We use DOAS to identify trace gases by their unique narrow-band (differential) absorption structures based on Lambert-Beer’s Law. We use active DOAS, which relies on xenon lamps, LEDs, or other manmade light sources, as well as sunlight-dependent passive DOAS. The DOAS method has several advantages:
- Analysis of relative intensity differences does not need absolute calibration (inherent calibration).
- Removal of spectral broad band intensity accounts for Rayleigh and Mie scattering effects, thus enabling the use of solar scattered light as light source.
- Measurement over finite wavelength intervals (typically 100 or more nm) allows for simultaneous detection of several trace gases.
- Detection of selective trace gases with high sensitivity.
Cross sections of selected atmospheric absorbers
Differential reduction in intensity D’ due to differential absorption cross-section σ‘ of an atmospheric trace gas.
I = I0*exp(-σ*c*L)
- σ: cross section
- c: concentration of absorber
- L: light path through absorber
Multi-Axis (MAX-DOAS) and Radiative Transfer Modeling (RTM)
We conduct passive DOAS mostly as MAX-DOAS measurements. This can be accomplished from multiple platforms, based on the ground, ocean vessels, or research aircraft. MAX-DOAS measurements are sensitive to vertical trace gas and aerosol distributions because the instrument observes scattered sun light with different telescope elevation angles.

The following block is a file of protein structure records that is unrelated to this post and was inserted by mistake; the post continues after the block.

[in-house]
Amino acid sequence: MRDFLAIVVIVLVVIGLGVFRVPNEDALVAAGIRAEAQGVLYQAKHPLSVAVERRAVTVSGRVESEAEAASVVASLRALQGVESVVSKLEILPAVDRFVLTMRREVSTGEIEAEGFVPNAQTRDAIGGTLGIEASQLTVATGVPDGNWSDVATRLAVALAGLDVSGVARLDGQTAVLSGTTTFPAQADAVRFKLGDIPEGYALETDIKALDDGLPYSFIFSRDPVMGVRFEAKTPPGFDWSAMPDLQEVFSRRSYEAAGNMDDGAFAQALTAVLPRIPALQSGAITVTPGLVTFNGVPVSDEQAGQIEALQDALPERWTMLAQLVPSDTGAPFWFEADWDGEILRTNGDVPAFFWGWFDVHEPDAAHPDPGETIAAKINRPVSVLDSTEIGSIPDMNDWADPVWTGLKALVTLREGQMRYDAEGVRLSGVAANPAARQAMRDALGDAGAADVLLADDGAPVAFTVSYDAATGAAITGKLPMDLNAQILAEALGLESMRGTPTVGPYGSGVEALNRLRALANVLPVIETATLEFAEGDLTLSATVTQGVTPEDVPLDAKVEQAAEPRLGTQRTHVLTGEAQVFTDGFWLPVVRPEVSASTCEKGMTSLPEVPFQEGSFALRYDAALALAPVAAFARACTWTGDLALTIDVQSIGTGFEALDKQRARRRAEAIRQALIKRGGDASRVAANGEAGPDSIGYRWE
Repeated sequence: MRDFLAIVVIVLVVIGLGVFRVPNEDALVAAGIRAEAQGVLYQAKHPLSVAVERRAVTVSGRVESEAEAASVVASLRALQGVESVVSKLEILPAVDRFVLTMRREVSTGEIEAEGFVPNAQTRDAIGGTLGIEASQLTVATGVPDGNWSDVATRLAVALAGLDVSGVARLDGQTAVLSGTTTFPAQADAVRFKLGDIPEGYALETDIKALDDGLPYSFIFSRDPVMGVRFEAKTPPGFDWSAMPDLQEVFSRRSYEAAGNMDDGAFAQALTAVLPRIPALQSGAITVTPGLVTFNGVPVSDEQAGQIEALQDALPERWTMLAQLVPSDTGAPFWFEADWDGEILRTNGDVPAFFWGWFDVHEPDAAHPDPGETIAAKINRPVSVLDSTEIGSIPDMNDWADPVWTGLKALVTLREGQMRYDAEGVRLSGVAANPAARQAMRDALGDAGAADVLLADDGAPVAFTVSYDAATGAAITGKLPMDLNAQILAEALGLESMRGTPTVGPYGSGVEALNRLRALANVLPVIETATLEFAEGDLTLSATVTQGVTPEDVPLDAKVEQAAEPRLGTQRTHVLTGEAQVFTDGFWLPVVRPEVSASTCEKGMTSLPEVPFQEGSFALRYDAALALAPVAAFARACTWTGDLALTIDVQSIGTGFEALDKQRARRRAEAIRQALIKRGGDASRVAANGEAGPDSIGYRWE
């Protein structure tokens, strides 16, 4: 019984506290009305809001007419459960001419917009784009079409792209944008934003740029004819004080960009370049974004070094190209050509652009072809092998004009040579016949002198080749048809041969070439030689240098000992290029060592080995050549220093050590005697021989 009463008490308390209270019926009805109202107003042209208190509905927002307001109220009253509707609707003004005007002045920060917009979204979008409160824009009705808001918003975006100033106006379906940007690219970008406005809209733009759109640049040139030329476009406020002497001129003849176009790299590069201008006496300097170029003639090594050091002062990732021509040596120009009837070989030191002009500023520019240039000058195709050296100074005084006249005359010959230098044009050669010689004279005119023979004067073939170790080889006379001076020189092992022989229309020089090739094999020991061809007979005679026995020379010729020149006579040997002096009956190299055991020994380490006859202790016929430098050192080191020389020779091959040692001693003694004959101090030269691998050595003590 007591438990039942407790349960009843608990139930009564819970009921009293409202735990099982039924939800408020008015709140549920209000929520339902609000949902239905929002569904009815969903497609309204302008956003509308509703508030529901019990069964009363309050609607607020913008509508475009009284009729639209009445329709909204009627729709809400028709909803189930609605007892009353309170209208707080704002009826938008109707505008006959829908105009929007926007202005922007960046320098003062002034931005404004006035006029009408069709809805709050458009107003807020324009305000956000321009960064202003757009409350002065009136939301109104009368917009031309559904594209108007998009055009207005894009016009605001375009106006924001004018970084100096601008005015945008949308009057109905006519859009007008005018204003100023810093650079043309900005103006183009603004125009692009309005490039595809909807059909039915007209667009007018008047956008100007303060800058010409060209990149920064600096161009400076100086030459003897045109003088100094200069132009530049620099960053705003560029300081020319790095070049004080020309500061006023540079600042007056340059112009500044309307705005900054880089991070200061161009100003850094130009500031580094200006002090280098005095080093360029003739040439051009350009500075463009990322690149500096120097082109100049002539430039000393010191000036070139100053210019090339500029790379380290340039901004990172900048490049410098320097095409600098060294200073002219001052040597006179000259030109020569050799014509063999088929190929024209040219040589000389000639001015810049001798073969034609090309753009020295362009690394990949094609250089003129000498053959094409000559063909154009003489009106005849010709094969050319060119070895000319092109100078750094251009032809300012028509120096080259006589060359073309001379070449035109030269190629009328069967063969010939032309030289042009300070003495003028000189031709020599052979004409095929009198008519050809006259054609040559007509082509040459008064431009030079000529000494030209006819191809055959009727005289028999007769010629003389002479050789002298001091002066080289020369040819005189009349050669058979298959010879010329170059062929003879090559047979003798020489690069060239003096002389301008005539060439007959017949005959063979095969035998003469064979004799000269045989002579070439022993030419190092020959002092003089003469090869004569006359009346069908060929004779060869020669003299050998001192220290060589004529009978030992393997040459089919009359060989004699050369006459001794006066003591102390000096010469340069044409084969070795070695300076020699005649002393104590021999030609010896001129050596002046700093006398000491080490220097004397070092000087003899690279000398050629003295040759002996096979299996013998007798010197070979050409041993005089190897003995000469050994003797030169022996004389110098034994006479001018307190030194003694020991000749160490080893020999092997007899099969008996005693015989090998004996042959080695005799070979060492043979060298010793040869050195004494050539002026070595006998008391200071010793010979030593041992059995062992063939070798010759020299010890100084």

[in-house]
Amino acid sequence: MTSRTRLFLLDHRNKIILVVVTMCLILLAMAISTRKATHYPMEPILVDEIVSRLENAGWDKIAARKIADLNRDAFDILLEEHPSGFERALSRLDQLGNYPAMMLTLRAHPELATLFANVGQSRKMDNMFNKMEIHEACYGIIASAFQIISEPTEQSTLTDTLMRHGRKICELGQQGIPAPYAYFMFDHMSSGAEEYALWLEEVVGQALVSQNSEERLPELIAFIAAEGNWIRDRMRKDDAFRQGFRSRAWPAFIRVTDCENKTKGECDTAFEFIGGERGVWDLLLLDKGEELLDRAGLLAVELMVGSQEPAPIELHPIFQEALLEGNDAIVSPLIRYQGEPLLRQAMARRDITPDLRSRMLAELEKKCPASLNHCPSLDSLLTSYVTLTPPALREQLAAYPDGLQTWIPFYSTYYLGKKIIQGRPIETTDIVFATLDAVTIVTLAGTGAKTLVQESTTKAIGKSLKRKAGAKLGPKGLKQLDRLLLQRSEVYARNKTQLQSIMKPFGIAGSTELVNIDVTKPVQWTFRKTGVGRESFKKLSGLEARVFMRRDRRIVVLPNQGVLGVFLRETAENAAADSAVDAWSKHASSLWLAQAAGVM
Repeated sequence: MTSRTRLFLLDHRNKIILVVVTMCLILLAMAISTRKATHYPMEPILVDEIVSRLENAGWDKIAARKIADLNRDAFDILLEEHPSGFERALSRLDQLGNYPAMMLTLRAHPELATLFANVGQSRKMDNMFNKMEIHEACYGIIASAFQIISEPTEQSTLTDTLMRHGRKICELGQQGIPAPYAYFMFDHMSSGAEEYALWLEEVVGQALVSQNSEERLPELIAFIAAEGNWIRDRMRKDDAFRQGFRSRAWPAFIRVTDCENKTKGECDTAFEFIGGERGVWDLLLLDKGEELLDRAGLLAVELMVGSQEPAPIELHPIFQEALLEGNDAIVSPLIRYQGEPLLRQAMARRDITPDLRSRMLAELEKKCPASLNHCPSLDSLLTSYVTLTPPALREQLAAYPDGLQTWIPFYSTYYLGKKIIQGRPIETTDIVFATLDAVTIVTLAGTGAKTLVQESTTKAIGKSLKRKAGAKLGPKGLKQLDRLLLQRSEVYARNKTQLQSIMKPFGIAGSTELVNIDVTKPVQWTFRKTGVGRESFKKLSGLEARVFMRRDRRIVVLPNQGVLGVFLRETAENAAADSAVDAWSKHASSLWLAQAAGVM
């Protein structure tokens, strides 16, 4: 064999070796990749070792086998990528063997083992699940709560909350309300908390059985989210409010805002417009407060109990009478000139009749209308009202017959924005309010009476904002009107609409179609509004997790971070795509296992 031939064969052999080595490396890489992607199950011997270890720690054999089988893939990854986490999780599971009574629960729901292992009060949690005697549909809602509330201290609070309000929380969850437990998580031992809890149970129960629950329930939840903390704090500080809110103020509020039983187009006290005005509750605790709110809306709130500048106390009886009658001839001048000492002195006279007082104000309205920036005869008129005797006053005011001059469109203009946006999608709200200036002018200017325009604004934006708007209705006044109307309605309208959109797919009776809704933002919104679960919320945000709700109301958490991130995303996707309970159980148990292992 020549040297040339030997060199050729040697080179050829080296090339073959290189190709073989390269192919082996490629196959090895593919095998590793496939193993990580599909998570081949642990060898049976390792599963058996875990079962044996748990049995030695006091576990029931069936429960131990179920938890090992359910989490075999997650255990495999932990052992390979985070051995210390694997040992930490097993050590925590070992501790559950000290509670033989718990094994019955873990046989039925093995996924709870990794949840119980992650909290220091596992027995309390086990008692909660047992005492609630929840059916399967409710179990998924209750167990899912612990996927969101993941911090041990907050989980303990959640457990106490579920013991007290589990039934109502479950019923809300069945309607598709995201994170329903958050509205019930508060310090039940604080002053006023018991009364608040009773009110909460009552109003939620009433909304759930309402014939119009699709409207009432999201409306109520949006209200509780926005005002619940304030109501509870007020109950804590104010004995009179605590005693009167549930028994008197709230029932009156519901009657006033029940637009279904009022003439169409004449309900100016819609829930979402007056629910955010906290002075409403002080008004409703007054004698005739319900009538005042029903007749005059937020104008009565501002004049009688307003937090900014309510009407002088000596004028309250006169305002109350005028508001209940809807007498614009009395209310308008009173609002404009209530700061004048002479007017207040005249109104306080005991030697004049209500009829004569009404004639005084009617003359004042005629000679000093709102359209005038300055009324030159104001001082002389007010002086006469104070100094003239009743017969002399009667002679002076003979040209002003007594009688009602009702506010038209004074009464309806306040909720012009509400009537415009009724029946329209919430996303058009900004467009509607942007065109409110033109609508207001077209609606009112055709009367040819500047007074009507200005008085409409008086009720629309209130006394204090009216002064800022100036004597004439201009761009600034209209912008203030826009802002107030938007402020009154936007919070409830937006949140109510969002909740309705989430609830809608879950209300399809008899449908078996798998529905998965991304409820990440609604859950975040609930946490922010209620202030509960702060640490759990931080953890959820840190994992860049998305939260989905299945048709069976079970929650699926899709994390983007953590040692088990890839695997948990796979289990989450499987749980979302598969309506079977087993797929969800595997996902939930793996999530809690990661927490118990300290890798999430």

Vertical trace gas and aerosol profiles can be retrieved through a combination of radiative transfer modeling and inversion techniques.
Schematic of the retrieval algorithm applied to solar stray light measurements carried out in the Volkamer group.
The initial product of solar stray light measurements is Slant Column Density (SCD) which is the integrated concentration of trace gases along all light paths.
This quantity can be inverted in order to quantify aerosol properties (optical and microphysical) and trace gas vertical information.
Cavity-enhanced-DOAS and Chamber studies
The ATMOSpec Lab uses chamber studies to better understand atmospheric chemistry and atmospheric processes without the complicating effects of the entire atmosphere. We have utilized chamber studies to better understand the isoprene oxidation mechanism and identify the temperature dependence of the product distribution . We also use chamber studies to look at aerosol uptake of glyoxal (PSI) and to study glyoxal formation from sea surface microlayer proxies .
EUPHORE Chamber in Valencia, Spain
The LED-CE-DOAS instrument measures concentrations of trace gases in chamber experiments. The volume of the chamber is generally well-mixed, so a portable, broad-band in-situ instrument is ideal.
The instrument is also used for in-situ ambient measurements of diurnal cycles of glyoxal and comparison with the lowest elevation angle of the MAX-DOAS. LED light source options provide coverage over most of the near-UV and visible region.